The Outer Banks of North Carolina are under a storm surge warning as potential tropical cyclone 16 is expected to become tropical storm Ophelia later today and make landfall on Saturday. The storm could bring life-threatening inundation, strong winds, and heavy rain to the coastal region.
Storm surge warning issued for parts of the Outer Banks
A storm surge warning means there is a danger of life-threatening inundation, from rising water moving inland from the coastline, during the next 36 hours in the indicated locations. The warning covers Ocracoke Inlet to Duck, North Carolina, the Tidal Potomac south of Colonial Beach, and portions of the western Albemarle Sound.
According to the National Weather Service, storm surge flooding of 2 to 4 feet above ground level is possible along the oceanfront, while the easterly wind will push sound waters to the west. The water levels could rise quickly as the wind shifts to the south and southwest when the storm moves north. Residents and visitors in low-lying areas should take all necessary actions to protect life and property from rising water and follow evacuation and other instructions from local officials.
Tropical storm warning in effect for the Outer Banks and nearby areas
A tropical storm warning means that tropical storm conditions are expected somewhere within the warning area. The warning covers Cape Fear, North Carolina to Fenwick Island, Delaware, Albemarle and Pamlico Sounds, Tidal Potomac south of Cobb Island, and Chesapeake Bay south of North Beach.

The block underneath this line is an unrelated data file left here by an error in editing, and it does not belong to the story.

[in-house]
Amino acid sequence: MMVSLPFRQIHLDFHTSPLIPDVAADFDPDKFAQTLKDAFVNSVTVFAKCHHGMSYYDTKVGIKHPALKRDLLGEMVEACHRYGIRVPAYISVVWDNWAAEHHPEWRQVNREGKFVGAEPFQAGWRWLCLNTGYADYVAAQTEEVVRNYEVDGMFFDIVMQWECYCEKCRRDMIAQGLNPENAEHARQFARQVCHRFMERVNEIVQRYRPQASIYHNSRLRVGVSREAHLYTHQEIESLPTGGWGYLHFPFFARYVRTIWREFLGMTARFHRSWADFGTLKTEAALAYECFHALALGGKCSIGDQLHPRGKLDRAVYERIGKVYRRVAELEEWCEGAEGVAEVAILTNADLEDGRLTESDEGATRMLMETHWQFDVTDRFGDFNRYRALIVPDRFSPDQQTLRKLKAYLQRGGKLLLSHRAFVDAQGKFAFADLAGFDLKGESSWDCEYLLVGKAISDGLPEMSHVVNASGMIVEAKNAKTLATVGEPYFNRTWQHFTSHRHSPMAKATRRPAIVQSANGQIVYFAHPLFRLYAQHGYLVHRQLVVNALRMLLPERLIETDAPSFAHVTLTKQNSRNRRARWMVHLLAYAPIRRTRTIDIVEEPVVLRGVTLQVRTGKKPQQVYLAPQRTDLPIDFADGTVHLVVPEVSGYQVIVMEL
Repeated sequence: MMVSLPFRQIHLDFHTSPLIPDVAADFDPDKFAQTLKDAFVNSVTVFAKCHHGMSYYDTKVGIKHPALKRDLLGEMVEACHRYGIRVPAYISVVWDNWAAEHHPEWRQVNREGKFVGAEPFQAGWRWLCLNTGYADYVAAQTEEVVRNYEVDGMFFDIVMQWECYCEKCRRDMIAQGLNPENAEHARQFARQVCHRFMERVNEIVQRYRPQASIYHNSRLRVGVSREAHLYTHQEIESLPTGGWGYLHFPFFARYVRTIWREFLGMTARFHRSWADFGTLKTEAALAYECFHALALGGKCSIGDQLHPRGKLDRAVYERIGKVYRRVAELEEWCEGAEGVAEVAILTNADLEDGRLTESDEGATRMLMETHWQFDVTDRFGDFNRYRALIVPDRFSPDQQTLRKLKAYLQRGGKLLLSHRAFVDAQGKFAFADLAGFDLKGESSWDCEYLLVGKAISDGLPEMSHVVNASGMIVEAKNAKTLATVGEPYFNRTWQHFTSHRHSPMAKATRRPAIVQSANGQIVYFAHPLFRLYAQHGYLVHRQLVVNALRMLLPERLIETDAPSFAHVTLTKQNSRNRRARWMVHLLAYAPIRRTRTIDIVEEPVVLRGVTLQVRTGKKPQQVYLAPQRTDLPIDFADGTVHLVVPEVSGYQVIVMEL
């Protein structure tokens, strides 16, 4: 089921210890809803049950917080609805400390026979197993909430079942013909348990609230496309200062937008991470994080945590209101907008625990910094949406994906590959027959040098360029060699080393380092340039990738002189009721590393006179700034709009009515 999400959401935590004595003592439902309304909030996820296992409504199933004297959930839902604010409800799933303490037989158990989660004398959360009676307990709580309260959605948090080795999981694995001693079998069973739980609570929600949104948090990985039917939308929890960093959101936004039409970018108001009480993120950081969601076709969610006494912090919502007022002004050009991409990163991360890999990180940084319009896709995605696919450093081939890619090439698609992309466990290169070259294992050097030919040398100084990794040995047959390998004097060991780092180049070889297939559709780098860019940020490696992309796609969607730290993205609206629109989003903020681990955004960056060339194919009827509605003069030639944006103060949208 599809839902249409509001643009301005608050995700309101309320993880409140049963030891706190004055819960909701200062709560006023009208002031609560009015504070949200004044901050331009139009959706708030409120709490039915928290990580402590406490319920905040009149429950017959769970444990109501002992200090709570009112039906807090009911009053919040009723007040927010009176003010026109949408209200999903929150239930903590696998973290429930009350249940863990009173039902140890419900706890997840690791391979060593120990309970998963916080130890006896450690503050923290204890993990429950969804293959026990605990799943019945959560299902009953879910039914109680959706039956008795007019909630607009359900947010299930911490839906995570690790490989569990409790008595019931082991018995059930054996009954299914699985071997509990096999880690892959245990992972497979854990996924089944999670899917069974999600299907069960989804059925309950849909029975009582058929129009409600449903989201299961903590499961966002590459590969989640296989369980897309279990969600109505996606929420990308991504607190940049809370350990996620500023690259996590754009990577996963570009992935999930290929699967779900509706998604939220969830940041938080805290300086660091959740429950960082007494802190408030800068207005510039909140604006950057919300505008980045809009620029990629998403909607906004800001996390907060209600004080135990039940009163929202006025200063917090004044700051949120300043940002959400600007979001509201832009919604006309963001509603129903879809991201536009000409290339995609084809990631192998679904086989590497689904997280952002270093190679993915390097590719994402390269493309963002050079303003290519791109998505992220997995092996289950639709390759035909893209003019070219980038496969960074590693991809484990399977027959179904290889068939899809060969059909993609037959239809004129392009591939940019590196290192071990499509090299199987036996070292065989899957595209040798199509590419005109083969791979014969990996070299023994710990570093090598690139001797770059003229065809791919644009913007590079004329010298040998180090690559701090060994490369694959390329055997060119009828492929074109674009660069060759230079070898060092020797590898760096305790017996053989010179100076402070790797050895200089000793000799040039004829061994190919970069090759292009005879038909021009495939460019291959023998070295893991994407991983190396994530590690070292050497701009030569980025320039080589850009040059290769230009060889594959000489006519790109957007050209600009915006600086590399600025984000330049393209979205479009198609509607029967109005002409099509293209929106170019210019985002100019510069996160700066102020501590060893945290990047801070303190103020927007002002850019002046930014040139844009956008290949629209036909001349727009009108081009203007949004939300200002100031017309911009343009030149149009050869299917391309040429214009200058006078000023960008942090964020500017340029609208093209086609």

The potential tropical cyclone is currently located 255 miles east of Charleston, South Carolina and 200 miles south of Cape Hatteras, North Carolina, with maximum sustained winds of 50 mph. It is moving north at 12 mph and is expected to strengthen into tropical storm Ophelia later today. The storm is forecast to make landfall along the North Carolina coast on Saturday, bringing strong winds, heavy rain, and isolated tornadoes to the area.
Tropical-storm-force winds are expected to begin on Friday and persist until late Saturday night. The easterly wind flow is expected to peak sometime in the late afternoon on Saturday, and into the evening the storm is expected to move north and the wind will shift to the south and southwest. The wind speed could reach 45 to 55 mph with gusts of up to 70 mph.
Dangerous surf and rip currents along the beaches
The storm will also cause hazardous ocean conditions along the beaches of the Outer Banks and nearby areas. A high surf advisory is in effect, warning of large waves of 7 to 10 feet in the surf zone. These waves will result in dangerous surf and rip currents, which could be life-threatening for swimmers and surfers. Beach erosion and overwash are also possible, especially during high tide. People are advised to stay out of the water and away from the shore until the storm passes.
The storm is expected to move away from the region by Sunday, leaving behind cooler and drier weather. However, the impacts of the storm surge, wind, and rain could linger for some time, especially in areas that are prone to flooding. The National Hurricane Center and the National Weather Service will continue to monitor the storm and provide updates and warnings as needed.